5. If Everyone Did it Right- This is a pretty easy one, but if everyone paid their bills on time and maxed out their rewards, how would the credit card companies stay in business? Easy answer, they would not! Where would they generate their income and make up for paying all of their expenses? Instead they can offer high fees and low rewards and we buy into it like it is a good financial thing to do. This ties in to the last point of example #4. If credit cards are looked at as a tool to build wealth, why are debt levels increasing? Shouldn’t they be decreasing because we are just using them for rewards?
6. Simplify- This is a blog about time and money. We hope to show you how the two are connected in ways that you might not think of. We think money is a valuable resource, but time is your most valuable, nonrenewable resource. Anything and everything you do you should think of the time investment it will take. You should also factor in mental energy, stress, and risk when making decisions as well. To us the most simple way to spend money is by debit card or cash. Using technology like PayPal, Samsung Pay, Apple Pay is fine too, but when you start throwing in one or even multiple credit cards, plus all of those reward programs you are a part of, it can get really hard to keep track of what really is the best deal. Not to mention it again takes the control of the spending further out of your hands.
Now we say all this and while not scientific by any means, society and Twitter disagree with us. In a 5 day poll with 51 votes, 75% of people use a credit card at least once weekly. That means that most people are actively using a credit card. What are their reasons? Here are a few of their responses.
You can read all of the responses here, but credit cards are a way of spending for most people. We are not trying to sit on a throne here and say that if you use you credit cards you have no financial intelligence. If anything we are saying show us how you do it! Maybe we are looking in the wrong spot or at it the wrong way. In our personal experience and research though, there are many factors with credit cards that change your approach on finance to think small, not big and also give up control of your spending. When we talk about a simplified, organized life having to track, prepare, and manage credit cards seems like just an extra hassle. We say that though and if you can show us a credit card that pretty easily makes $50-$100 cash back a month (or rewards that are valuable) then we might consider it or at least test it for awhile.
Let’s say your monthly budget is $5,000. The rewards have to fit in that $5,000 monthly budget otherwise you are spending more than you would which connects back to point #3. To make just $50 spending everything on a credit card per month you would need to make 1% back. That isn’t bad, but, and here is the big but, and where most people fail, you need to be PERFECT to make it work. This is a bare minimum example. You need to set up EVERY expense to go on 1 credit card (unless you really want to max out and add more, but that adds more complexity and risk) and need to NEVER miss a payment or get charged a fee. The problem with credit cards is if you miss a payment or forget to make one and get hit with a fee, you lose some of that “profit” you just gained. You can see how hard you will get hit with interest too in the above Best Buy and T.J.Maxx examples.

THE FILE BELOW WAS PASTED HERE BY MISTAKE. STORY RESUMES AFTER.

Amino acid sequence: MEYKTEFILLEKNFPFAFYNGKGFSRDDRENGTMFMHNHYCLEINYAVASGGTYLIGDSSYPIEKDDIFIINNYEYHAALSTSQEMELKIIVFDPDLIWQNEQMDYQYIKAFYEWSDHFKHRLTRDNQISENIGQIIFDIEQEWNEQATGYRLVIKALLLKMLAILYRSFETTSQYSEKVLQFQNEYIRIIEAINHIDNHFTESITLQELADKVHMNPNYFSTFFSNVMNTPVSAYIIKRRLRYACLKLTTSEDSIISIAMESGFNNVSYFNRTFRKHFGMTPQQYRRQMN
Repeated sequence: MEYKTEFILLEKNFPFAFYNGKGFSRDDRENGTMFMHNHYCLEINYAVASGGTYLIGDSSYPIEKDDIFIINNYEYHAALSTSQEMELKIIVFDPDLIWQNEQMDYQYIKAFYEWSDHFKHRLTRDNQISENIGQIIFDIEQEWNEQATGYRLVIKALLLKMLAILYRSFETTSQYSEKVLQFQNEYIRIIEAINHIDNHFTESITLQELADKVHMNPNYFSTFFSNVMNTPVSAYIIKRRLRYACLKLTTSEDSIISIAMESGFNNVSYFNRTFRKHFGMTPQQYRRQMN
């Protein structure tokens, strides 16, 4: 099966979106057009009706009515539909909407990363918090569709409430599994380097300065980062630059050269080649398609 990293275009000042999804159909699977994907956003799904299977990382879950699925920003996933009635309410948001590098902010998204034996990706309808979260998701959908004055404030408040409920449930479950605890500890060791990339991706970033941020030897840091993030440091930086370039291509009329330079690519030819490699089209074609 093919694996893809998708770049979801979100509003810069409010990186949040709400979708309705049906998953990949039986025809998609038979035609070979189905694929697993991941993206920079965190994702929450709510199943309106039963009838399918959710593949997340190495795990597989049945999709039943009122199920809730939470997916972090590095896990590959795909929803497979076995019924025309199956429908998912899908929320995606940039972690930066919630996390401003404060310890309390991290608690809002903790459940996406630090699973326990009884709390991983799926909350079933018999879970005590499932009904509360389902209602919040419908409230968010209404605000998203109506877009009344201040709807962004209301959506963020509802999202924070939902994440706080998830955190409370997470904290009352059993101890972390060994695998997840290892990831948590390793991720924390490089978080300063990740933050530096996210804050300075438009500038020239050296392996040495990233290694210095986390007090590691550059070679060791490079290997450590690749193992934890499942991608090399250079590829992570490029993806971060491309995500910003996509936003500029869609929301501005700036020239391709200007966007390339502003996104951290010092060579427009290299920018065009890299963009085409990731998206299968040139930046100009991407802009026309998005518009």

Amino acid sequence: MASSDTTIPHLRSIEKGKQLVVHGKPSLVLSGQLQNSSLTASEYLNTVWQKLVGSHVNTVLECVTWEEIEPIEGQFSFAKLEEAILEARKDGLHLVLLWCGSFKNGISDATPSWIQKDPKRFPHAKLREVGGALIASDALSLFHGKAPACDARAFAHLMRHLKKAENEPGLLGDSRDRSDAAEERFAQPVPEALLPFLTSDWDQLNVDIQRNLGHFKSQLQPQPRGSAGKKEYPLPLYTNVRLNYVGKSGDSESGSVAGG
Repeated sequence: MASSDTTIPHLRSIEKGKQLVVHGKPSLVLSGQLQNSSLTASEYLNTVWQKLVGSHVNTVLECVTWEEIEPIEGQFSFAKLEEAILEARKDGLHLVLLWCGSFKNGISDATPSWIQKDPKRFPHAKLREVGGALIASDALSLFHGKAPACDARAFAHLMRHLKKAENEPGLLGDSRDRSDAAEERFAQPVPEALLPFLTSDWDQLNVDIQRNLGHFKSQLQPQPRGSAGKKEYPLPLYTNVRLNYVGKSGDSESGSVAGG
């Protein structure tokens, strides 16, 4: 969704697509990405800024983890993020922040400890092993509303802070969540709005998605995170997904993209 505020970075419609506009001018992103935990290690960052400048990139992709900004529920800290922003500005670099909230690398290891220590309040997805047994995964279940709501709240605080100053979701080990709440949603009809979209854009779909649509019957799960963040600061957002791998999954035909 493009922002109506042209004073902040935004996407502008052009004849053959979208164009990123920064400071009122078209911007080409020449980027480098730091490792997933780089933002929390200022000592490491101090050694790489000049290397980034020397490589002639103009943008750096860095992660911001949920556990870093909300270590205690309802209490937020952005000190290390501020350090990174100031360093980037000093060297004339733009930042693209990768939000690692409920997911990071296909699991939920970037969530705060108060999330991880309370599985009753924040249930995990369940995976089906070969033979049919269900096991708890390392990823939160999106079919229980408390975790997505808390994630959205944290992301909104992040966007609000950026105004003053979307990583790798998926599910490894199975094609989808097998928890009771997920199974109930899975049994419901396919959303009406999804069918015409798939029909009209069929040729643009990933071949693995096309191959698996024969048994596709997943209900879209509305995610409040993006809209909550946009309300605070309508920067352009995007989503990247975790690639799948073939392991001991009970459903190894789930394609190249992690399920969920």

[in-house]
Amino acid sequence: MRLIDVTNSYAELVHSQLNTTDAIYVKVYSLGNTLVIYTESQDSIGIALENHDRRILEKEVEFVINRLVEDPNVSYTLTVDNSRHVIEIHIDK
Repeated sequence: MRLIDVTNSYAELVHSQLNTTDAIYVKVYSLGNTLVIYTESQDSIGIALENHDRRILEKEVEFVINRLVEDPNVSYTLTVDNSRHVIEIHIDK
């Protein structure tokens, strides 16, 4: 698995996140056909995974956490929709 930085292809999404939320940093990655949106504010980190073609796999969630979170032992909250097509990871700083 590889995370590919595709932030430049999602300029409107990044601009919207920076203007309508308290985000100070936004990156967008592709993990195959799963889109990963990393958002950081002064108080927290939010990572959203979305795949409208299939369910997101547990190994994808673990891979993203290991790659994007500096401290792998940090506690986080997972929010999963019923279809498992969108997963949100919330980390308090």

One last point on credit cards and then we cannot wait to hear your thoughts on our views and if we can be proven wrong! Using again the example above, if you made just 1% back or even 5% back in an investment, would you say that is a good investment? 5% is barely staying above inflation. If you wanted to get these rates you could open up a simple savings, CD account, or bond and be in this same range. Most people agree that those are not the best investments yet credit card rewards and cash back are looked at like they are. You would at least be encouraging saving and not spending using the other routes. This is a great example where money and time are connected. You need to ask yourself a simple question, is it worth the time investment of tracking and managing credit cards to make 1% to 5% back? Or is a more simplified, slower paced, but with less risk and more of a focus on saving not spending a better route to go? The successful people we have read and followed side with the second way more than the first.